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Global economy – noticing there’s an elephant in the room

Hazel Ashton writes:

Many are now feeling the impact of the global recession. It is bringing home the reality of our global interdependence.

Many involved in local community development, academia and policy have regarded the global economy as  ‘the elephant in the living room.’ It is there, but felt to be too big, or too difficult to acknowledge.

I’m hoping increasing awareness will stimulate appreciation of the nature of the challenges. I see this knowledge as a necessary prerequisite for effective transition to a more sustainable future.

There are some short, easy to understand, enjoyable videos about the global economic situation. I recommend following three:

The first video involves Bryan Dawe asking quiz contestant John Clarke the million dollar questions about the European Debt Crisis. It manages to treat very serious issues in insightful and very funny ways. This video was first broadcast on Australian Broadcasting Corporation (ABC) 7.30 Report, May 20, 2010. See transcript

John Clarke is a New Zealander who many will remember as Fred Dagg, a rural character, in the pre-neo liberal era. He has since joined the brain-drain to Australia, which now seems to claim him as it own.

A second video with humorous and helpful insights features John Bird and John Fortune on the British South Bank Show. This video is about the subprime banking mess. This amazingly prescient video was first recorded in 2007.

The third video I would like to recommend is produced by the Royal Society for the encouragement of Arts, Manufactures and Commerce (RSA). It is called capitalism explained in a way we can understand. It is narrated by academic David Harvey and is accompanied by impressive and engaging animation.

David Harvey is a Marxist. Although not a Marxist myself, I do recall learning about Karl Marx’s emphasis on the economic substructure as the major driving force of historical changes and transitions.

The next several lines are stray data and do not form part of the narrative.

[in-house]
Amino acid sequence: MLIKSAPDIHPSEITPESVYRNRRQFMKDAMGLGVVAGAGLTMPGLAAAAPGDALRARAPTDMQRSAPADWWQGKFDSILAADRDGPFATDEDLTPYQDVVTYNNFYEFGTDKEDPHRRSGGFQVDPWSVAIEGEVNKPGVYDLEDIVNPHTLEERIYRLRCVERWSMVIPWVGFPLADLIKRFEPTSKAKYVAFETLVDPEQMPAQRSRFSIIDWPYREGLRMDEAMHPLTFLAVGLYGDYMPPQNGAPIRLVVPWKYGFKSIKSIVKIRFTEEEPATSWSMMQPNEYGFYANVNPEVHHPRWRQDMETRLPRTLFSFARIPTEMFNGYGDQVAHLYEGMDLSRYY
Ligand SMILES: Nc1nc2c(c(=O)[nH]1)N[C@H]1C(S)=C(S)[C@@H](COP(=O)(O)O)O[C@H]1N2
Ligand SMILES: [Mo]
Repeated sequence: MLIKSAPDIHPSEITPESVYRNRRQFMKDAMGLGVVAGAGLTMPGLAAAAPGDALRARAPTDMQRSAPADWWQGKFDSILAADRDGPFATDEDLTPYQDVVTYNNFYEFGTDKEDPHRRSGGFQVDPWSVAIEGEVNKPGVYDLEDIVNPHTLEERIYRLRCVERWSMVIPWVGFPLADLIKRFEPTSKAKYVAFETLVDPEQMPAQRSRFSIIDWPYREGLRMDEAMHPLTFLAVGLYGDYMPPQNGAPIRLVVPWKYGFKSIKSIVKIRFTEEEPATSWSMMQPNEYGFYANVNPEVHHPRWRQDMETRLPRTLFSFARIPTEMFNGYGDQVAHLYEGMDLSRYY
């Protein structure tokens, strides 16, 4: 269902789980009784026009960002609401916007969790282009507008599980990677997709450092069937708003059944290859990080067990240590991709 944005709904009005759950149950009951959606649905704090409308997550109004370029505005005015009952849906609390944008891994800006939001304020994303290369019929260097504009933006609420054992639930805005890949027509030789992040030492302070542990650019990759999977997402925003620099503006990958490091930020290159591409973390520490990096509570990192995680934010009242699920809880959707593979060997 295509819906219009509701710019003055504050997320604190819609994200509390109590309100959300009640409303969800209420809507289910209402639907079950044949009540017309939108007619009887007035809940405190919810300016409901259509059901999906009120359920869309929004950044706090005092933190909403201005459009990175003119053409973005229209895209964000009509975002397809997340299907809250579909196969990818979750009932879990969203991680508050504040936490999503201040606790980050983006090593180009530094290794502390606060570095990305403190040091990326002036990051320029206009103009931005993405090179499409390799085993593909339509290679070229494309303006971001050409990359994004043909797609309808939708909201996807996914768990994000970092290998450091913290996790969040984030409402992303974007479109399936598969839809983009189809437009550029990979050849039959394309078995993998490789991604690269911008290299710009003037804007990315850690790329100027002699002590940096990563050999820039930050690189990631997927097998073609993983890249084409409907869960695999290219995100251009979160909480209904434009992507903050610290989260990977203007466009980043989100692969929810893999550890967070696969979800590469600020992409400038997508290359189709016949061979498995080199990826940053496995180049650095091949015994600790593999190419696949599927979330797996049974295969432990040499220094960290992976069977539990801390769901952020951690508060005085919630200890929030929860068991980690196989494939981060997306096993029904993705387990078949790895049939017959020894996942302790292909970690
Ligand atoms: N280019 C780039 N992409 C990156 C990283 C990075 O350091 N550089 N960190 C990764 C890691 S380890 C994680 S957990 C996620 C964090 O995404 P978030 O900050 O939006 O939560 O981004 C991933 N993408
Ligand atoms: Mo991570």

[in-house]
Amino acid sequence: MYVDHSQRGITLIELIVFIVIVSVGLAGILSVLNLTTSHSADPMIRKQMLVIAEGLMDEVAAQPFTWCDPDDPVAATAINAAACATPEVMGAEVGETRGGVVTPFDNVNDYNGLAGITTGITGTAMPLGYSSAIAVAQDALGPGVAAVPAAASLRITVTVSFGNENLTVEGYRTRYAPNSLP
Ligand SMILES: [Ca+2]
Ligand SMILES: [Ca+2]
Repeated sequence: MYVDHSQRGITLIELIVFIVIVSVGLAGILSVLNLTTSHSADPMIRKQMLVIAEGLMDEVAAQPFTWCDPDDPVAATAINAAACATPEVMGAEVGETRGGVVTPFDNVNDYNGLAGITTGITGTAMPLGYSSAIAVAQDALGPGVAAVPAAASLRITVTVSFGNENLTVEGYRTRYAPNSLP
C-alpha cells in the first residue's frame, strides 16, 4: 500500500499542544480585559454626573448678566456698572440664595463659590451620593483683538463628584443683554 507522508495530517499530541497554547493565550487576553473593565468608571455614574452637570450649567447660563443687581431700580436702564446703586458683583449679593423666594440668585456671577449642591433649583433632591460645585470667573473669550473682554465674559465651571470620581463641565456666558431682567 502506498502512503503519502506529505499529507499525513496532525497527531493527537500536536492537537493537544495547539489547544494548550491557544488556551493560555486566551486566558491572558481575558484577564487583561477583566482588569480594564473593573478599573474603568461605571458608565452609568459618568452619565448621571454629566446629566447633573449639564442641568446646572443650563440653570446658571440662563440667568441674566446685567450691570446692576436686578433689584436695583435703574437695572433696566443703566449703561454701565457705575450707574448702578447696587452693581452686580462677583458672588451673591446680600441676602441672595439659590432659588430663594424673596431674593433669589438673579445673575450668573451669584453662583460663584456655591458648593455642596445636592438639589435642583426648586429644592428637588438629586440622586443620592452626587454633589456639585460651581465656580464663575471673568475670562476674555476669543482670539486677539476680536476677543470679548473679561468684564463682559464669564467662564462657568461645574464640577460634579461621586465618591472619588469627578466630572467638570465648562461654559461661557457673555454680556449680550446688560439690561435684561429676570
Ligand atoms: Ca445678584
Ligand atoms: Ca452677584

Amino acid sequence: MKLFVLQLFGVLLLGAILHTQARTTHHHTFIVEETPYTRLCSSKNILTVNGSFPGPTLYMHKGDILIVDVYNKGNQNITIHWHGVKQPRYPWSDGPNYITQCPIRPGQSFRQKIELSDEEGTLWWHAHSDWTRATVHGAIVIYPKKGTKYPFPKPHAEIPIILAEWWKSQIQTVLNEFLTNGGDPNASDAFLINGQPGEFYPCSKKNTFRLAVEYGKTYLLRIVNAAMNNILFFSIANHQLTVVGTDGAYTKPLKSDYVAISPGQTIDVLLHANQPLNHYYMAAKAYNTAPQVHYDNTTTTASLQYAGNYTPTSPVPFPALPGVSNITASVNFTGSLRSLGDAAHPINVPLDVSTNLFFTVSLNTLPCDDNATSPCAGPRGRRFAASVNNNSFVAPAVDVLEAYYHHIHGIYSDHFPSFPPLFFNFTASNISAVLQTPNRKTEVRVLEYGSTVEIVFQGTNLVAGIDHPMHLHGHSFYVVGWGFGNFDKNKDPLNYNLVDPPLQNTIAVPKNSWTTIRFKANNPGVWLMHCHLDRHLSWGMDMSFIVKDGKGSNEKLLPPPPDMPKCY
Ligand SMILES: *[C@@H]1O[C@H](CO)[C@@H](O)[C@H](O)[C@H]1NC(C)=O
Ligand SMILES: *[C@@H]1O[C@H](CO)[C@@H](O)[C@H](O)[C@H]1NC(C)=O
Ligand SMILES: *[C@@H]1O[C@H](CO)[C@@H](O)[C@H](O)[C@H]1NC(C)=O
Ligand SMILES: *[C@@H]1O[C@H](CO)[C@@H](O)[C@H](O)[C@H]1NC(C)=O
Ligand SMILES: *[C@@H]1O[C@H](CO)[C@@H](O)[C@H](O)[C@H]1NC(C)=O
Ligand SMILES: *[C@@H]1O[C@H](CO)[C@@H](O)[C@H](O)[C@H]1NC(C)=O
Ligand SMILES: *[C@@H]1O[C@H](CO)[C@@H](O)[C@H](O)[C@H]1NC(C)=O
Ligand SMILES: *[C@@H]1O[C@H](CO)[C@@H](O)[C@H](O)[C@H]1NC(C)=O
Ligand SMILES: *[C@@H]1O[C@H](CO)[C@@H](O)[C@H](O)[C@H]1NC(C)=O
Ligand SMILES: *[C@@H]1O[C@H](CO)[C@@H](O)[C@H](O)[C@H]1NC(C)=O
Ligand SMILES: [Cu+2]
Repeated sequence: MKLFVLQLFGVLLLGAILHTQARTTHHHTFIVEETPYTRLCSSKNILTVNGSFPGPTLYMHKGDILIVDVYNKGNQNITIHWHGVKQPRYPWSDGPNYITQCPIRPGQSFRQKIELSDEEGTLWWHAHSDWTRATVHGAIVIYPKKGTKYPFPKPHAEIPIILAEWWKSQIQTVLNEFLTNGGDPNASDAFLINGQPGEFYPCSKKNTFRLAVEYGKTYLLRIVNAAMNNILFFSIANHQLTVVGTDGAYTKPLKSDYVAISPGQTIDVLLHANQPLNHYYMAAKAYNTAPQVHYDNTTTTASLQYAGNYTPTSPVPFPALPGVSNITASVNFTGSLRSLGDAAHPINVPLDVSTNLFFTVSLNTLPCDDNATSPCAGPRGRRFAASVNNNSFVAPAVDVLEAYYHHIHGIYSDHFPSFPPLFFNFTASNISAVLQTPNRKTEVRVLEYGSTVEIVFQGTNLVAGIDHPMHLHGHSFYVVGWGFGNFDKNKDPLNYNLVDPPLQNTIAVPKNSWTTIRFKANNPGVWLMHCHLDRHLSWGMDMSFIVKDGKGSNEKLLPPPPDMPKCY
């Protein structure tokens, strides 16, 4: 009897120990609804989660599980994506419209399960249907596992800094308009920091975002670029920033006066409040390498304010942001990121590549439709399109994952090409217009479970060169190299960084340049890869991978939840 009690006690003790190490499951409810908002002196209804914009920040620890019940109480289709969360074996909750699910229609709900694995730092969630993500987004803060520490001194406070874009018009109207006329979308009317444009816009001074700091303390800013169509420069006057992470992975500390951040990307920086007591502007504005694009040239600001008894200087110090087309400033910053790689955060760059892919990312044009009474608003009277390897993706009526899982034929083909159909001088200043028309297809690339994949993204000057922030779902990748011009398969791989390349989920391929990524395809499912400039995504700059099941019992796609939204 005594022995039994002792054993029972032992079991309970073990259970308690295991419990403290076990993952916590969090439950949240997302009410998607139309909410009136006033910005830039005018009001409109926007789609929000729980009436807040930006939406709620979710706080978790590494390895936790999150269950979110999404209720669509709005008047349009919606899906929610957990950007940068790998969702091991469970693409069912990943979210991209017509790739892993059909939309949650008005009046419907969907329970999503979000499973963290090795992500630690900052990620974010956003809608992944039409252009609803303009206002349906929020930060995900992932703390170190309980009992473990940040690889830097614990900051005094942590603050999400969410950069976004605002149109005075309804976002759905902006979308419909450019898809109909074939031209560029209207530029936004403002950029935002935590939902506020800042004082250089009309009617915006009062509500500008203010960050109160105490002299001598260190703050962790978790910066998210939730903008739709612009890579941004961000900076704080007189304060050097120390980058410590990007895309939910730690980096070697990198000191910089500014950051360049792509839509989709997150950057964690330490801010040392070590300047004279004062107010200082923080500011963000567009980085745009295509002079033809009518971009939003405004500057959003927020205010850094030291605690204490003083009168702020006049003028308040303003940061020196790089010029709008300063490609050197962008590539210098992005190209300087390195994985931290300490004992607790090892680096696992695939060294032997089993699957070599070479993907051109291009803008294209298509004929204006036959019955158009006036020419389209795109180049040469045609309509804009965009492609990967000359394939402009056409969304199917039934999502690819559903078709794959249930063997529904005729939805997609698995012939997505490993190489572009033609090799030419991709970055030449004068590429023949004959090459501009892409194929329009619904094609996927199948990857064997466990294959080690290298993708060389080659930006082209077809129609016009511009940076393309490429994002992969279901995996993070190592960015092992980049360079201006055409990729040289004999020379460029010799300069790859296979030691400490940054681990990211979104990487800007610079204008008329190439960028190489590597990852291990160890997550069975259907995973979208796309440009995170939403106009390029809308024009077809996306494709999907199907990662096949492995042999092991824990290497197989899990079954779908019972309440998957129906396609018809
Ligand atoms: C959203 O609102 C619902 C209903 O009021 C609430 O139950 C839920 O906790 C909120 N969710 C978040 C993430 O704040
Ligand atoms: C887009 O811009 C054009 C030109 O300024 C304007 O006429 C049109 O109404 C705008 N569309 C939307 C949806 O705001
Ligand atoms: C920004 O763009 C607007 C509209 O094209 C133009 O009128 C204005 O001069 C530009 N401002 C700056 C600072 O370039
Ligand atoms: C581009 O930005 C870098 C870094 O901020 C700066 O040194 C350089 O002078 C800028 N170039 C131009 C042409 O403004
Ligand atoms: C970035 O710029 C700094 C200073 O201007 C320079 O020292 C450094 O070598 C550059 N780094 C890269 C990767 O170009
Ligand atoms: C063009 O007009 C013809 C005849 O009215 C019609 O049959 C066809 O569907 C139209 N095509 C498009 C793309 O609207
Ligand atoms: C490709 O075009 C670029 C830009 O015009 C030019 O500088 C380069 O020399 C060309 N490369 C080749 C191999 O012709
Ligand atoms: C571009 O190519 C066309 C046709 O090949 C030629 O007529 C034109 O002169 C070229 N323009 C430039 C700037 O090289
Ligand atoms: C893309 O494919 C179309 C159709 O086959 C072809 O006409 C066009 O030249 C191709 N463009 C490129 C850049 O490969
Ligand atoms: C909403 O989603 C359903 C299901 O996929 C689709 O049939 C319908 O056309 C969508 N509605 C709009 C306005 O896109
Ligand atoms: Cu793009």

I think Harvey argues lucidly for the Marxist case about the excessive power of unbridled capital, (including the reckless generation of massive debt bubbles).

The failure of professional economists to predict or adequately explain the causes of the recession appears to have generated huge interest in Harvey’s explanation of Marx’s work. Harvey sees himself as providing explanation of the problem and helping to provide a basis for debate and discussion. However, he does not provide solutions.

Finally in this section, I’d like to refer to economist Paul Krugman’s latest Blog America Goes Dark in the New York Times.

It is a very serious and disturbing account of the impacts of the recession in the United States. Saving money by “turning off streetlights,” and “breaking up roads they can no longer afford to maintain, and returning them to gravel” and laying off teachers.

I would be interested in your views – especially on new thinking needed to move on from the current economic models (especially how not to depend on high levels of debt); to futures in which the inhabitants of villages can meet their needs and fulfill their aspirations.

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